NOAA forecasting satellite that has been decommissioned has broken up


A decommissioned polar-orbiting weather satellite has split up, leading to the increasing debris community in a critical orbit. The 18th Space Control Squadron of the United States Space Force reported on March 18 that the NOAA-17 satellite had broken up on March 10. The squadron stated it was monitoring 16 fragments of debris connected to the satellite, and there was no proof of a crash triggering the breakup.

The National Oceanic and Atmospheric Administration announced the satellite had split up in a report to SpaceNews on March 19, after NASA’s Orbital Debris Program Office informed them of the event. The debris presents no danger to International Space Station or even any other sensitive space facilities at this moment, according to NOAA.

The spacecraft, named NOAA-M at the time, was deployed in 2002 June. The spaceship was planned to last 3-years, but it was used as a main or replacement for almost 11 years until being decommissioned by NOAA in 2013 April. NOAA or other authorities have not revealed the origin of the split. NOAA-17, on the other hand, is identical to the other polar-orbiting satellites which have broken up. The NOAA-15 satellite was decommissioned in 2015 November, about a year and a half after it was shut down due to an “essential anomaly.” DMSP F-13 as well as DMSP F-12, two satellites in Air Force’s Defense Meteorological Satellite Program, split up in February 2015 as well as October 2016, respectively.

The loss of DMSP F-13 was due to a battery design error that was also observed on the other DMSP satellites. Lockheed Martin designed those satellites, as well as NOAA-15 as well as NOAA-17. NOAA-17 was decommissioned in the year 2013, and the spacecraft underwent a “deactivation operation,” according to NOAA. NOAA stated in a report to the SpaceNews that the procedure involved disconnecting the spaceship’s batteries, releasing thruster valves, and shutting off its transmitters. “These measures were taken to guarantee the satellite remained as inert as practicable during decommissioning and to reduce the possibility of radio frequency collision with other spacecraft,” according to NOAA.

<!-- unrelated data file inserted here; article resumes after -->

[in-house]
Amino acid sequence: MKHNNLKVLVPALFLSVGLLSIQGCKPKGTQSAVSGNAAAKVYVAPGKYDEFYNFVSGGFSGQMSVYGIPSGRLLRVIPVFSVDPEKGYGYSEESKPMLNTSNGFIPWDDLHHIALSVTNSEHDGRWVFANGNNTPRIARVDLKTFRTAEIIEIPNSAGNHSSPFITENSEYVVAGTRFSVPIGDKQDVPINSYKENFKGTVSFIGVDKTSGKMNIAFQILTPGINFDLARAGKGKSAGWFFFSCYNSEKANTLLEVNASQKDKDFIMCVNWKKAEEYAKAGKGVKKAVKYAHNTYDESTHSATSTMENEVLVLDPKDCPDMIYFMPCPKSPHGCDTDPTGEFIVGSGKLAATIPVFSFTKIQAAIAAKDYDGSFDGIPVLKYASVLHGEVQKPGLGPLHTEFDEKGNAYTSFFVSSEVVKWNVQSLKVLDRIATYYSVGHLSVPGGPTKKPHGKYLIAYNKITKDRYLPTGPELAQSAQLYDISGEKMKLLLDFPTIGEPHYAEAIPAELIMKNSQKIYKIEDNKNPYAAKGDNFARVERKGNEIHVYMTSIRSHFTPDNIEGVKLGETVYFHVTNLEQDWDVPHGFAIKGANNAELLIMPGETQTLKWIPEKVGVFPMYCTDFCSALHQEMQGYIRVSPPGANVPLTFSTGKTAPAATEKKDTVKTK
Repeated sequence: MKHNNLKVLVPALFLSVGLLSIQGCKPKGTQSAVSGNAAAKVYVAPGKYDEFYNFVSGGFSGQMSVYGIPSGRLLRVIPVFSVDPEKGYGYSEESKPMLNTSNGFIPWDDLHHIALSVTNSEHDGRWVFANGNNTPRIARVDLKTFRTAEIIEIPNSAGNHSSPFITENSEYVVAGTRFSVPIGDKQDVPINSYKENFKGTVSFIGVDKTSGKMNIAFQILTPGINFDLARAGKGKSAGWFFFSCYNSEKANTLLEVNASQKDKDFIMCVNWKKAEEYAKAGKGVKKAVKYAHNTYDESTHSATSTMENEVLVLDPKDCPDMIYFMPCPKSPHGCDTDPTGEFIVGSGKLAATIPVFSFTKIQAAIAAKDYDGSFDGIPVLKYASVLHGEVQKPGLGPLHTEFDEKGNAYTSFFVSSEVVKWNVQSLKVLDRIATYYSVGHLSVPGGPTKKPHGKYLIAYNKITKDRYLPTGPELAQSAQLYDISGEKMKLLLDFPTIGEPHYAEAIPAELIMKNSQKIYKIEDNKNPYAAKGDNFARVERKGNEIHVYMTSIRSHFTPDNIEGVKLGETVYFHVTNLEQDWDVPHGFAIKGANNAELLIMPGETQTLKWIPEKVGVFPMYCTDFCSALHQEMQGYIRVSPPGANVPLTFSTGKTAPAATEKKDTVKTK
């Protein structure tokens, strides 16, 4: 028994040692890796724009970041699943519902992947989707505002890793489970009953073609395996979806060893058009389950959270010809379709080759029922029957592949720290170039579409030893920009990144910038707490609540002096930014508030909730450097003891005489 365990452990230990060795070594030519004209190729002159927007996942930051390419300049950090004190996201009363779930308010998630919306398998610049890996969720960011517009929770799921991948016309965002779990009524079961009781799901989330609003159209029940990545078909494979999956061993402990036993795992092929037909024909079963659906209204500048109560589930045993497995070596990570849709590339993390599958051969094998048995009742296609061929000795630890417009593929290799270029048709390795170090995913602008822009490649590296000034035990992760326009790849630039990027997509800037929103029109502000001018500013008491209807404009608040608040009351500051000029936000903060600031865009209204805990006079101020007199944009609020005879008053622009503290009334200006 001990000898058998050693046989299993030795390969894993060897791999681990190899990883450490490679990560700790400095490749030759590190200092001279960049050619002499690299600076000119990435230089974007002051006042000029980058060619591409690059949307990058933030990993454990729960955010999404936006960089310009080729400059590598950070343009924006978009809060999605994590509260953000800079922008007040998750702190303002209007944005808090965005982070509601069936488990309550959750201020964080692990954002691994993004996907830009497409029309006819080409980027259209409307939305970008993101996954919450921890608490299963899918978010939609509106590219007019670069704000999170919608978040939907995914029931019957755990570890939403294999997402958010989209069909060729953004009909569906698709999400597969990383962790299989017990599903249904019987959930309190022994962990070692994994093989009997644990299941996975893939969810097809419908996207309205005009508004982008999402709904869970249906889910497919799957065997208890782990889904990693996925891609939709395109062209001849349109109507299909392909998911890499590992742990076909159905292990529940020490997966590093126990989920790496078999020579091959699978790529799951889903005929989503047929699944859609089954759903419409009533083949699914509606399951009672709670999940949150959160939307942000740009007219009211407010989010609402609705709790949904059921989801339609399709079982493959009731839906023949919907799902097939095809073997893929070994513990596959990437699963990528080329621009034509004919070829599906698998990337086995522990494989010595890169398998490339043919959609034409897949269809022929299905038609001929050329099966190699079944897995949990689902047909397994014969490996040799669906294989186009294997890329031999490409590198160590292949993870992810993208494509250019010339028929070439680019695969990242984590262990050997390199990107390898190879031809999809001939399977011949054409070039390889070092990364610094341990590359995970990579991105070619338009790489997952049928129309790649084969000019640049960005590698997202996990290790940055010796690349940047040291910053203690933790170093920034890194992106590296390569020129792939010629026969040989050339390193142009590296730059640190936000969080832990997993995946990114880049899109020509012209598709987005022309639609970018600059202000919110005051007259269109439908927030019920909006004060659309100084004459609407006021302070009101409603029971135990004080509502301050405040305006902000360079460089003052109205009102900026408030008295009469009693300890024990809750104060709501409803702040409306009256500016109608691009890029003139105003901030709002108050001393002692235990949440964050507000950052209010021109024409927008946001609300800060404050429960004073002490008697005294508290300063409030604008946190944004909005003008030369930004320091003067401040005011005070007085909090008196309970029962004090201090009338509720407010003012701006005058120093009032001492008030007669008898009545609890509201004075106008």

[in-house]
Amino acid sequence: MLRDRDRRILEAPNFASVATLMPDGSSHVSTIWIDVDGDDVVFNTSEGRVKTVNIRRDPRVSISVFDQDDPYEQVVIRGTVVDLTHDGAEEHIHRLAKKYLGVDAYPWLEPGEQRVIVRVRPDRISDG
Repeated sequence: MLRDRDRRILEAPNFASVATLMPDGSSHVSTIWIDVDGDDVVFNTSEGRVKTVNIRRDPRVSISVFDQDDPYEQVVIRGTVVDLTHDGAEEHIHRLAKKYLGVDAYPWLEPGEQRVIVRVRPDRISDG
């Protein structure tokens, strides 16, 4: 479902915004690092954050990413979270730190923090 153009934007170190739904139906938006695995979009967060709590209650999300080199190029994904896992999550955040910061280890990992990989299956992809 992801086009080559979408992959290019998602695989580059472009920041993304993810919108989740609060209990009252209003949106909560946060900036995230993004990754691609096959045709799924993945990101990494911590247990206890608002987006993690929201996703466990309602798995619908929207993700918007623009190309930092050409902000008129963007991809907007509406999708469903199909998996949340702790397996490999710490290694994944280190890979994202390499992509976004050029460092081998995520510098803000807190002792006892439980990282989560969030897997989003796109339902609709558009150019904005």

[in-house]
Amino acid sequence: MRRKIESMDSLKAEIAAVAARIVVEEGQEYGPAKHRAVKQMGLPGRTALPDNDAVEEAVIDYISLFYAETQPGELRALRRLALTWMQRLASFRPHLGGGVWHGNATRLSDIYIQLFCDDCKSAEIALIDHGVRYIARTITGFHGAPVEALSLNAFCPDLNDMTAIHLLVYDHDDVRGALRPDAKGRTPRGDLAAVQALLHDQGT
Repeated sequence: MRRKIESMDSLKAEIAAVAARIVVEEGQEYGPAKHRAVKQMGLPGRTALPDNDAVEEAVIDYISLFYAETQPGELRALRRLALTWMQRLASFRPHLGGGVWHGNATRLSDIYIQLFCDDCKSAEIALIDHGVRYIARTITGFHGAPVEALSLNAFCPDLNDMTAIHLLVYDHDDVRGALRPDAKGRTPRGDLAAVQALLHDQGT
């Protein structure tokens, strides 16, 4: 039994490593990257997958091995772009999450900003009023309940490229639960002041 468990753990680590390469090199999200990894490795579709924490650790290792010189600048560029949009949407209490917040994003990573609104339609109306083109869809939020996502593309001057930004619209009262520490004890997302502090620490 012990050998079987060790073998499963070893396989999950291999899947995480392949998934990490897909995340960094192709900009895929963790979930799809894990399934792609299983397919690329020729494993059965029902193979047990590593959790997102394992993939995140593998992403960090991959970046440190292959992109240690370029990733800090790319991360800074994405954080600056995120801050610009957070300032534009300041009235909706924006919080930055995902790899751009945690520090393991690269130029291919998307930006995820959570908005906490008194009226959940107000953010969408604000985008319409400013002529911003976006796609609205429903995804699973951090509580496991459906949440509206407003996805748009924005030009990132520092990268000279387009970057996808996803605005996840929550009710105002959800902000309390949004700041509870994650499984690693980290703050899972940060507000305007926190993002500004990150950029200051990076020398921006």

The federal government also proposed that satellites be passivated at the conclusion of their lives, eliminating energy sources that might cause fires. The Orbital Debris Mitigation Standard Practices manual says that “all onboard sources of storage energy of a spaceship or upper stage must be exhausted or potentially saved when they are no longer needed for flight operations or even post-mission disposal.”

And after adopting those best practices, a satellite will nevertheless split up, showing the guidelines’ drawbacks. “I have no question NOAA did all they could, and I believe this is more of a case of a legacy satellite that was planned before we became concerned with debris mitigation,” stated Brian Weeden. He works as a director in charge of the program planning at Secure World Foundation.
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